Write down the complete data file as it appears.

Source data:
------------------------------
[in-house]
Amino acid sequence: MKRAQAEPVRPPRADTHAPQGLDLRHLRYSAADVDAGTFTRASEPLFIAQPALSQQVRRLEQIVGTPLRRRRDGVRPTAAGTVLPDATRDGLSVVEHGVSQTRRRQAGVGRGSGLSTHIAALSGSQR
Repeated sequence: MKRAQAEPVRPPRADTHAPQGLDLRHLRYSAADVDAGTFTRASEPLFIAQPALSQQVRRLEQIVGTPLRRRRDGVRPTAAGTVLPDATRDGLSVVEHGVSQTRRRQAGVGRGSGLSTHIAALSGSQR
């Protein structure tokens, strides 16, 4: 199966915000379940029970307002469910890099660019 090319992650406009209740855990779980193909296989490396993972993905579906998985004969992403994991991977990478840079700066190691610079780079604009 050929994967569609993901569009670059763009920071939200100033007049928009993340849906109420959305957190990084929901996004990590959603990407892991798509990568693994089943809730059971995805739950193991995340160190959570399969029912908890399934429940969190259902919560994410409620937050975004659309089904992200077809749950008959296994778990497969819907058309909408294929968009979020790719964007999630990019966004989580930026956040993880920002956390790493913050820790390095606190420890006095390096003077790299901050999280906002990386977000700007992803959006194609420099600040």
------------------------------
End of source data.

[in-house]
Amino acid sequence: MKRAQAEPVRPPRADTHAPQGLDLRHLRYSAADVDAGTFTRASEPLFIAQPALSQQVRRLEQIVGTPLRRRRDGVRPTAAGTVLPDATRDGLSVVEHGVSQTRRRQAGVGRGSGLSTHIAALSGSQR
Repeated sequence: MKRAQAEPVRPPRADTHAPQGLDLRHLRYSAADVDAGTFTRASEPLFIAQPALSQQVRRLEQIVGTPLRRRRDGVRPTAAGTVLPDATRDGLSVVEHGVSQTRRRQAGVGRGSGLSTHIAALSGSQR
């Protein structure tokens, strides 16, 4: 199966915000379940029970307002469910890099660019 090319992650406009209740855990779980193909296989490396993972993905579906998985004969992403994991991977990478840079700066190691610079780079604009 050929994967569609993901569009670059763009920071939200100033007049928009993340849906109420959305957190990084929901996004990590959603990407892991798509990568693994089943809730059971995805739950193991995340160190959570399969029912908890399934429940969190259902919560994410409620937050975004659309089904992200077809749950008959296994778990497969819907058309909408294929968009979020790719964007999630990019966004989580930026956040993880920002956390790493913050820790390095606190420890006095390096003077790299901050999280906002990386977000700007992803959006194609420099600040």